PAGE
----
This research is a survey of unregistered businesses conducted in Rwanda from June to July 2011, simultaneously with Rwanda 2011 Enterprise Survey. Data from 240 informal businesses was analyzed.
The objective of World Bank firm-level surveys is to obtain feedback from enterprises in client countries on the state of the private sector, assess the constraints to private sector growth and create statistically significant business environment indicators that are comparable across countries.
Informal survey questionnaires are a shorter, tailored to unregistered businesses, version of Enterprise Survey questionnaires. The topics include general information about a business, infrastructure and services, sales and supplies, crime, sources and access to finance, business-government relationship, assets, AIDS and sickness (for African region), bribery, workforce composition, obstacles to get registration, reasons for not registering, and benefits that an establishment could get from registration. Business owners or managers are interviewed face-to-face.
The Informal Surveys are conducted using a uniform sampling methodology in order to minimize measurement error and yield data that are comparable across the world's economies.
Kind of data
Sample survey data [ssd]
Kigali and Butare
Unit of analysis
The primary sampling unit of Informal Surveys is an unregistered establishment. For Rwanda, informal firms were defined as those not registered with the Rwanda Development Board.
The whole population, or the universe, covered in the survey is the non-agricultural informal economy. It comprises manufacturing and services businesses.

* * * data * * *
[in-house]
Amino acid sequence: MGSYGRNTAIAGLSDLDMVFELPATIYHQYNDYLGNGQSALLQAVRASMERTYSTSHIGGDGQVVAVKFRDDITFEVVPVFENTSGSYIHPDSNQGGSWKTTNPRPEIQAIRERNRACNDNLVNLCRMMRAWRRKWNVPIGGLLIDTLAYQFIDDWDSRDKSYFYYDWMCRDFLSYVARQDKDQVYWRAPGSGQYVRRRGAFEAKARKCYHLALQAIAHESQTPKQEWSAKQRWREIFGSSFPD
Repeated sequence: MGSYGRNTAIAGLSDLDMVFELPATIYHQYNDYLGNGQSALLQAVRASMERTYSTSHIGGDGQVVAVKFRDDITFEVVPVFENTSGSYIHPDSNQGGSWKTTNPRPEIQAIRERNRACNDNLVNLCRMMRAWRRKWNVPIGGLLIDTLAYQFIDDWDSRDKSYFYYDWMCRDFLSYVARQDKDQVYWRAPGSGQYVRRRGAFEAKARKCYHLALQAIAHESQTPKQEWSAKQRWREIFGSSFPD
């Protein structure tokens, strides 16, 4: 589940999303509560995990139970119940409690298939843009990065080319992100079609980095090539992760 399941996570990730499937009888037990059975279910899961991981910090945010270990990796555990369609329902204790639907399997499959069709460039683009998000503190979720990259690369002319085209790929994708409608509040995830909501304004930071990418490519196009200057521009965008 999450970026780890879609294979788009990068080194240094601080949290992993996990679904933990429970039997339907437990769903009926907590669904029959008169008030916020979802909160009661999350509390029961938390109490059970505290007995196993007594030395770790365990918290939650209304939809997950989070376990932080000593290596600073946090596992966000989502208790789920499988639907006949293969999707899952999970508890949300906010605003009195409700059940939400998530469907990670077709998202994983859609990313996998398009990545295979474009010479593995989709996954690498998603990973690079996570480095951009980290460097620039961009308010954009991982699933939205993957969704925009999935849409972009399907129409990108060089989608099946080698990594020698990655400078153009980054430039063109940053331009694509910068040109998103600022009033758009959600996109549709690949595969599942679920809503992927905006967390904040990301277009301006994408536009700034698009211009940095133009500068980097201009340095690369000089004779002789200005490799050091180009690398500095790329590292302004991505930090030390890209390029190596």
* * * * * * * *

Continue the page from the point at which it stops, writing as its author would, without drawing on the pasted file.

Producers and sponsors
Implementation of the Africa 2011 Enterprise Surveys rollout
In each country, Informal Surveys are conducted in selected urban centers, which are intended to coincide with the locations for the implementation of the main Enterprise Surveys. The overall number of interviews is pre-determined, and these interviews are distributed between the two urban centers, according to criteria such as the level of business activity and each urban center's population, etc.
In Rwanda, the urban centers identified were Kigali and Butare. The target sample was 120 interviews for each urban center.
Sampling is conducted within clearly delineated sampling areas, which are geographically determined divisions within each urban center. Sampling areas are defined at the beginning of fieldwork, and are delineated according to the concentration and geographical dispersion of informal business activity. After the sampling sizes are defined for each location every city is divided into several areas that may or may not correspond to the administrative districts.
In both Kigali and Butare, for a total of 240 interviews, 16 sampling areas were identified: 12 in Kigali (Kimisagara, Muhima, Gitega, Nyamirambo, Remera, Gatsata, Gisozi, Kimironko, Rusororo/Kabuga, Gikondo, Gatenga and Kabeza/Kanombe) and 4 in Butare Mukoni, Rwabuye, Rwabuyanga, Centre Ville de Butare). Each area was divided in several sectors. In total 66 sectors were created.
In order to provide information on diverse aspects of the informal economy, the sample is designed to have equal proportions of services and manufacturing sectors (50:50). These sectors are defined by responses provided by each informal business to a question on the business's main activity included in the screener portion of the questionnaire.